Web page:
Julia M. O’BRIEN. Micah: Wisdom Commentary, Volume 37, Collegeville, MN: Liturgical Press (Michael Glazier Book), 2015. Pp 141, $30.96 pb. ISBN 978-0-8146-8161-9 978-0-8186-2 (ebook). Reviewed by James ZEITZ, Our Lady of the Lake University, San Antonio, Texas 48207.
Julia O’Brien’s commentary on Micah—part of the new Wisdom Commentaries series on all 54 books of the Bible—is a feminist scholarly critical approach that presents the original historical contexts of books and authors in conversation with the modern world: especially the world of women. An editorial feature is the insertion of grey-background essays, commentaries, poems, and other data concerning women that are indirectly related to the scholarly commentaries. The Wisdom “project” will eventually include online material. There are currently four commented books available (in: wisdomcommentary.org)
Each Wisdom volume begins with an “Editor’s Introduction to Wisdom Commentary” by Barbara E. Reid, O.P. and is followed by the author’s introduction. Thus in Julia O’Brien Introduction: “Putting Micah in Context” she sets out her feminist agenda and, in seeking Micah’s historical context, she distinguishes the Eighth century context of Micah’s original speeches, just before the Babylonian exile from the later additions. Following Ben Zvi she places the composition of the book in Persian period. Noting that many scholars focus on the text itself—that resonates with the modern reader—rather than its original context, she opts to combine the two approaches: interpret the book in the social-cultural context of Yehuda (a province of Persia) but see how the text resonates in “real people”, including herself as a white middle-class academic living in the United States. Modern postcolonial studies enable her to examine the “existential realities of communities living under empire …that do not exclude the trauma of war yet extend to…what it means to live as a subject people” (p.123). Another part of her introduction, the “Aesthetics of the Book” summarizes Micah’s structure and particular poetic techniques. As a part of the “meaning-making process” they can shape what we think the text means today. In the section on Micah’s “gendered language” she summarizes feminist scholars’ criticism of sexist images that characterize cities and the Hebrew forms for “lame” and “afflicted as feminine and the powerful (leaders and YHWH as warrior) as masculine, yet concludes there is enough ambiguity in Micah’s language and message that modern readers can find themselves within his imagery, especially Micah’s “emotive language” that challenges injustice (see Micah 6:8: “What does the Lord require of you but to do justice, and to love kindness, and to walk humbly with your God”?)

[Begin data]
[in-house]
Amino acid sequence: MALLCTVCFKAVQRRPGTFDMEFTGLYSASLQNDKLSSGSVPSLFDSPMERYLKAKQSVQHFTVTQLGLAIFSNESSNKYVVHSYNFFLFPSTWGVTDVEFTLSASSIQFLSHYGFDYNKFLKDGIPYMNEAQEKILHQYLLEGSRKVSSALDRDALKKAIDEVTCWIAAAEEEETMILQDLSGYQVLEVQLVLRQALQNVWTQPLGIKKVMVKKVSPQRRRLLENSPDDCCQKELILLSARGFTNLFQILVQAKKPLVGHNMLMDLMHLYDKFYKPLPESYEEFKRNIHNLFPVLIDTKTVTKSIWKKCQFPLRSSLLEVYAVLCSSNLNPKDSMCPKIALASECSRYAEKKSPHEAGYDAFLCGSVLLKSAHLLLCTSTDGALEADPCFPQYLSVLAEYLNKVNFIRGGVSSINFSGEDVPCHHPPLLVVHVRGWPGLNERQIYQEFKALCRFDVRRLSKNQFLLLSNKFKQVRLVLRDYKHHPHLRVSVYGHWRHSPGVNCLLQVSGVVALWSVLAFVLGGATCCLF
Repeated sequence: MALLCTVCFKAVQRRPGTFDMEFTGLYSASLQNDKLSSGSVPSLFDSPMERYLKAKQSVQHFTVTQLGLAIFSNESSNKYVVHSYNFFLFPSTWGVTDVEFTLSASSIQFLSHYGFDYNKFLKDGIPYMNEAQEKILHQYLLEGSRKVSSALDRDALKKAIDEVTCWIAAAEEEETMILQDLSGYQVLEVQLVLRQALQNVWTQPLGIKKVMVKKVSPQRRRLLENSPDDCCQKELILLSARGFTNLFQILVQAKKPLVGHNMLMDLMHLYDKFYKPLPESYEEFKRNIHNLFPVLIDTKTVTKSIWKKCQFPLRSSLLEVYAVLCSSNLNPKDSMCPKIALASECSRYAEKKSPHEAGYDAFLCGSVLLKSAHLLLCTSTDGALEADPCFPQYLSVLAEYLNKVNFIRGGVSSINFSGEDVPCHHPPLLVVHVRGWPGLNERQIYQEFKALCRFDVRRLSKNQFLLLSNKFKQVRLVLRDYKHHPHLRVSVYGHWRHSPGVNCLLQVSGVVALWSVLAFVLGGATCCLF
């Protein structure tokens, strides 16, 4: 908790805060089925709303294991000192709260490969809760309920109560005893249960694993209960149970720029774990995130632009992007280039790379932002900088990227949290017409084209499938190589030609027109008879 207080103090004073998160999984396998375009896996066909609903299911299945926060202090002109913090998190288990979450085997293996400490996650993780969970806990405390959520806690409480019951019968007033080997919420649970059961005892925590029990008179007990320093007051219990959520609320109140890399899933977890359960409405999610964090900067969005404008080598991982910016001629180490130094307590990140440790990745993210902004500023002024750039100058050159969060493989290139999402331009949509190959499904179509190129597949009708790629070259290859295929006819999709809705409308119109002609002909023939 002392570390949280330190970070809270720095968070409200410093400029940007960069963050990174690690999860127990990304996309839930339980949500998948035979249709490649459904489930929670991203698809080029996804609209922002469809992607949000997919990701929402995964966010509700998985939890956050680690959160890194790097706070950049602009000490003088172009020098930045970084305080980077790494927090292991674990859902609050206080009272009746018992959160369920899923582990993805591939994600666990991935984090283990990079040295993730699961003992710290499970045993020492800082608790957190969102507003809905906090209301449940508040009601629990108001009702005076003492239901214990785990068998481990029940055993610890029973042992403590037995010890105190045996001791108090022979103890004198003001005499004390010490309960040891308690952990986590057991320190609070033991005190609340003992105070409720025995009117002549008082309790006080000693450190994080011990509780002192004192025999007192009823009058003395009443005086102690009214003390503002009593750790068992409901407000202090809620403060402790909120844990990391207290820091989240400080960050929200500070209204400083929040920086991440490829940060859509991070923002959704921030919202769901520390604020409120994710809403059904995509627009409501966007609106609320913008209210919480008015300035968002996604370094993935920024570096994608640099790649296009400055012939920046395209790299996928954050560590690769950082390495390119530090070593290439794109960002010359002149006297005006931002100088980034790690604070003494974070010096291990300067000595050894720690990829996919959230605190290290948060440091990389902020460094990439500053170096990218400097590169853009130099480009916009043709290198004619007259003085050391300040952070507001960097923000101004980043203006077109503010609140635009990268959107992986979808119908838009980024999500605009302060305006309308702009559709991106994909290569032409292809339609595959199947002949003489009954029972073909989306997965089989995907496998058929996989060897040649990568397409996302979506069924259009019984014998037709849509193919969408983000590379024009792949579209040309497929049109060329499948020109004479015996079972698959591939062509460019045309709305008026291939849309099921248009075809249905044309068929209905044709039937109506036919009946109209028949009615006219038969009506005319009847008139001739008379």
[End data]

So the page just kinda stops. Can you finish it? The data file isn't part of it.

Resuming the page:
Throughout her commentary, O’Brien focusses on structures of power that stem from Micah’s world as well as his images: thus Micah 7 (and Micah 4), the speech of Daughter Jerusalem, is a woman’s voice, but “not necessarily a woman’s perspective” (p.124). Feminists point out that even the notion of the sin of pride may be a masculine idea: women “face the opposite temptation: to never claim their own worth and needs.” (According to Valerie Saiving). Gender assumptions mold Mic 4 regarding the present and future of Zion (feminine participles for 4:6 “I will assemble the lame; then masculine pronouns for future strength (“the Lord will reign”, v.7)
Overall, this scholarly commentary summarizes important commentaries on Micah (frequently: Ehud Ben Zvi, Marvin Sweeney: The Twelve Prophets) as well as a large number of aspects of the cultural worlds of Persian and Israel on the role of women in the ancient world. There are frequent clarifications of Hebrew words (and their gender!) and comparisons with parallel books of the Persian period (Ezra, Nehemiah). The main asset, however, is the woman’s voice. O’Brien cites and assesses other feminist commentators; points out genders of Hebrew words; critiques the patriarchal world of the original prophet and the time when the book was composed. This offsets modern interpretations of Micah that use texts uncritically to justify male domination and a violent God. [An editorial lapse: the text of Mic 7:14-20 on p.114 is entitle “Mic 1:1-15”]As a “world in front of the text” reading of Micah thus serves to translate the authors’ original intentions: understand Judah’s sufferings, give hope for the future: Zion that will arise and be a beacon for the world—for a more egalitarian world that still suffers from gender inequality.